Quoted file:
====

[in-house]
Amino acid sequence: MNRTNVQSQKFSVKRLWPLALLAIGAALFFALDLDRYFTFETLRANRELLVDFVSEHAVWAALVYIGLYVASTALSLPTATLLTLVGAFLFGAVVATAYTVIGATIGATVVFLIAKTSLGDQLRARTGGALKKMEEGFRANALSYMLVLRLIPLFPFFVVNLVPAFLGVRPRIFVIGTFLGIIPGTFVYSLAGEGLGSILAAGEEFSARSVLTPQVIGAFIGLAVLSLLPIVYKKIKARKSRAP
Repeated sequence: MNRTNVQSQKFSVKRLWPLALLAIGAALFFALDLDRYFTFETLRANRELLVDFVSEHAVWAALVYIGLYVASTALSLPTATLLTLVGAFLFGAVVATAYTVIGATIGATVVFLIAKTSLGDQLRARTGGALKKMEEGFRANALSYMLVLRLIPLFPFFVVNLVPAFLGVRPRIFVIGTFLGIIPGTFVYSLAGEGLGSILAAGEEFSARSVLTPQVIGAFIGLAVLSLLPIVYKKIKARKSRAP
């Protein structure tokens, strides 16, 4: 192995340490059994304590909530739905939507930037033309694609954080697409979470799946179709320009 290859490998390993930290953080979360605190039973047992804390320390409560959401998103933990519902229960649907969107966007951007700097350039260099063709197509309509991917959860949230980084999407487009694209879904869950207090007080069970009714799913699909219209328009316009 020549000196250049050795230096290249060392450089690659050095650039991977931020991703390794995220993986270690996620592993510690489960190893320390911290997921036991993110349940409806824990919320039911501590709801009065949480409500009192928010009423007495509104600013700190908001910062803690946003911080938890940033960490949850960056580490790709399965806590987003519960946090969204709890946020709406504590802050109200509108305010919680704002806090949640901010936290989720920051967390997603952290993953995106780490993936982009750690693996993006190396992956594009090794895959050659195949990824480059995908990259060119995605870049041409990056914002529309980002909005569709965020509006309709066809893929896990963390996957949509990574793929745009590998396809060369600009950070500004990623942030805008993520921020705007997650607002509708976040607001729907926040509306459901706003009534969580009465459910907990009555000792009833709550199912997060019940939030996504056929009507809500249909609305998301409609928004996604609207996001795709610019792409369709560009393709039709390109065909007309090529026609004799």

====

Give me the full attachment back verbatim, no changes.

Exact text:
[in-house]
Amino acid sequence: MNRTNVQSQKFSVKRLWPLALLAIGAALFFALDLDRYFTFETLRANRELLVDFVSEHAVWAALVYIGLYVASTALSLPTATLLTLVGAFLFGAVVATAYTVIGATIGATVVFLIAKTSLGDQLRARTGGALKKMEEGFRANALSYMLVLRLIPLFPFFVVNLVPAFLGVRPRIFVIGTFLGIIPGTFVYSLAGEGLGSILAAGEEFSARSVLTPQVIGAFIGLAVLSLLPIVYKKIKARKSRAP
Repeated sequence: MNRTNVQSQKFSVKRLWPLALLAIGAALFFALDLDRYFTFETLRANRELLVDFVSEHAVWAALVYIGLYVASTALSLPTATLLTLVGAFLFGAVVATAYTVIGATIGATVVFLIAKTSLGDQLRARTGGALKKMEEGFRANALSYMLVLRLIPLFPFFVVNLVPAFLGVRPRIFVIGTFLGIIPGTFVYSLAGEGLGSILAAGEEFSARSVLTPQVIGAFIGLAVLSLLPIVYKKIKARKSRAP
């Protein structure tokens, strides 16, 4: 192995340490059994304590909530739905939507930037033309694609954080697409979470799946179709320009 290859490998390993930290953080979360605190039973047992804390320390409560959401998103933990519902229960649907969107966007951007700097350039260099063709197509309509991917959860949230980084999407487009694209879904869950207090007080069970009714799913699909219209328009316009 020549000196250049050795230096290249060392450089690659050095650039991977931020991703390794995220993986270690996620592993510690489960190893320390911290997921036991993110349940409806824990919320039911501590709801009065949480409500009192928010009423007495509104600013700190908001910062803690946003911080938890940033960490949850960056580490790709399965806590987003519960946090969204709890946020709406504590802050109200509108305010919680704002806090949640901010936290989720920051967390997603952290993953995106780490993936982009750690693996993006190396992956594009090794895959050659195949990824480059995908990259060119995605870049041409990056914002529309980002909005569709965020509006309709066809893929896990963390996957949509990574793929745009590998396809060369600009950070500004990623942030805008993520921020705007997650607002509708976040607001729907926040509306459901706003009534969580009465459910907990009555000792009833709550199912997060019940939030996504056929009507809500249909609305998301409609928004996604609207996001795709610019792409369709560009393709039709390109065909007309090529026609004799």